Bos Taurus at Court Tree Collective
A photography project by Arsenio Pandolfo
Opening May 26th 7:00 – 9:00 pm
Exhibition runs from May 26th to June 30th
Court Tree Collective in collaboration with BACAS is proud to present Bos Taurus: works by Arsenio Pandolfo. The exhibition, the accompanying publication and text are curated by Pietro Costa, founding director of BACAS. This is the first event presented by BACAS, a foundation dedicated to interdisciplinary and multicultural gatherings throughout Southern Italian peninsula. BACAS – Borghi Antichi Cultura Arti Scienze will launch later this year and begin operations in 2017.
Bos Taurus…(scorrere verso il basso per l’italiano…)
If our earliest known works of art — our cave paintings and petroglyphs — offer evidence, if the names we have bestowed upon the star shapes we have found in our skies have supported that evidence, if the images and symbols that have carried through generation after generation of our storytelling and art-making have continued this argument, we, as humans, have had a deep, symbiotic connection with bulls for as long as we have been telling stories. Since the beginning of our time here, on this earth, bulls have been part and parcel of our stories, our history.
There they are: bulls, on the walls of caves, running alongside our ancestors, depicted in hunting parties, being celebrated for the food and warmth they provided us as nomadic tribes. And then later, in domestication events, as we morphed from hunter-gatherers to agrarians and built dwellings and cities, our relationships with bulls deepening along the way.
There they are: bulls in our earliest stories we told and saw in our skies as the mythic Bull of the Heavens of the Ancient Sumerian Epic of Gilgamesh from 2150 b.c.; as Taurus, one of our most prominent stellar constellations identified first in the Bronze Age; as the Cretan bull that gave birth to the Minotaur; as Nandi, the bull, worshipped as the vehicle of the Hindu God Shiva. Bulls are there, always, representing strength, fertility, stubbornness, godliness.
And, there they are: bulls in African, Asian, Western stories, from Dionysus to the fabled Gaelic water bulls, from the infant Christ-warming breath of the bull in the manger to the duende bulls of flamenco and Federico Garcia Lorca and of course, to the iconic bulls of Hemingway. Bulls are there at center stage, part of our story, or off to the side watching over it.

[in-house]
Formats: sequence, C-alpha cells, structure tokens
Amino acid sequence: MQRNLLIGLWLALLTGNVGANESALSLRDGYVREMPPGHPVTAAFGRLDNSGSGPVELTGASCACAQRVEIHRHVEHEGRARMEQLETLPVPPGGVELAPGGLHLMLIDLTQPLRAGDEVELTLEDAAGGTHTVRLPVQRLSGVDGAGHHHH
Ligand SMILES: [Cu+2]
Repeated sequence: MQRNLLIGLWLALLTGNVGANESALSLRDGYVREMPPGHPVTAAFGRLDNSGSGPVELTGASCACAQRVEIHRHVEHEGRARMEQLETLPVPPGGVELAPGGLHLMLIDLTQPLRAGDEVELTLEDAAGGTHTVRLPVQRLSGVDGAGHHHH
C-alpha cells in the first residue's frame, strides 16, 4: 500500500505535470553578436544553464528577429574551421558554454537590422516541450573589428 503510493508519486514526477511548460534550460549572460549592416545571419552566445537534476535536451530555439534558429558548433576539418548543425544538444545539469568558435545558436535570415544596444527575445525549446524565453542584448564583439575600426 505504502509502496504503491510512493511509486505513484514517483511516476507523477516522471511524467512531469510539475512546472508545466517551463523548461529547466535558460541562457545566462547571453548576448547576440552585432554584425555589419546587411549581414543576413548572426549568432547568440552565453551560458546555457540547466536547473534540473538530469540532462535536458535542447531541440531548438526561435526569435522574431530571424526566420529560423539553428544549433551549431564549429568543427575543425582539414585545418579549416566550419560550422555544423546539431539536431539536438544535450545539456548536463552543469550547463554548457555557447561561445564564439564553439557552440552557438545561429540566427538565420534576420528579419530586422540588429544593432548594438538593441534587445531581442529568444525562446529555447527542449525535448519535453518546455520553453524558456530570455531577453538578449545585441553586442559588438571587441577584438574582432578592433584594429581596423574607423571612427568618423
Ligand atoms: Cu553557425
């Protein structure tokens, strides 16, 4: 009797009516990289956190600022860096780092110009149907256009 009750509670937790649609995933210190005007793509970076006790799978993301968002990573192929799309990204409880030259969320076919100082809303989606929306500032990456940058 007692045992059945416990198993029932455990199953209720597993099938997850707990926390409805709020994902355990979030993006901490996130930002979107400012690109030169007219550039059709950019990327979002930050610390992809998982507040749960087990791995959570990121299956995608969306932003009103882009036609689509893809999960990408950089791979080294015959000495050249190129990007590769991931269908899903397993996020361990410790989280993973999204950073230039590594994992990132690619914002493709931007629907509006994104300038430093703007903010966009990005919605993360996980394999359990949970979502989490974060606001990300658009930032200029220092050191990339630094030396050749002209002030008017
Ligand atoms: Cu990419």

Most recently, the discovery of what might possibly be Francis Bacon’s final work has made headlines.
Bacon’s canvas depicts a bull, half in shadow and half in light, either receding or emerging, suggesting the ambiguity of death as either an end, as a beginning, or both. Bacon’s work suggests that we are not finished wrestling with the image and possibility of being transformed by the bull.
Is our connection to the bull about identifying with his power? Is it our desire to morph, to escape, to dominate, to transcend? We run beside them, we run after them, we run from them. Our gods come disguised as them, morph into them, we fight them and conquer them in our hunting parties and in the bullfight’s great ceremonial dance of sadness, gore, and beauty.
In Bos Taurus, the photographer Arsenio Pandolfo chokes the light out of space in order to give his images striking, dramatic power. Taken in a stable with a single source of light from a solitary window, Pandolfo’s photographs leave us with only traces of what the naked eye would see in the same context, drawing our focus into the mysterious nature of our relationship with the subject, with the bull.
Pandolfo’s images strike a minimalist tonality that transcends the image and morphs our interpretation of what we are seeing into a visual experience of what reality becomes when it becomes mythology.
Having seized this opportunity, by chance, after coming across two unnamed bulls, tied next to each other in a friend’s stall, Pandolfo captured them in the still, silent dark, and then went on to name them, Achilles and Hector, thus perpetuating the mythological connection first captured on those ancient cave walls millennia ago.
– Pietro Costa (with edits by Denver Butson) May 2016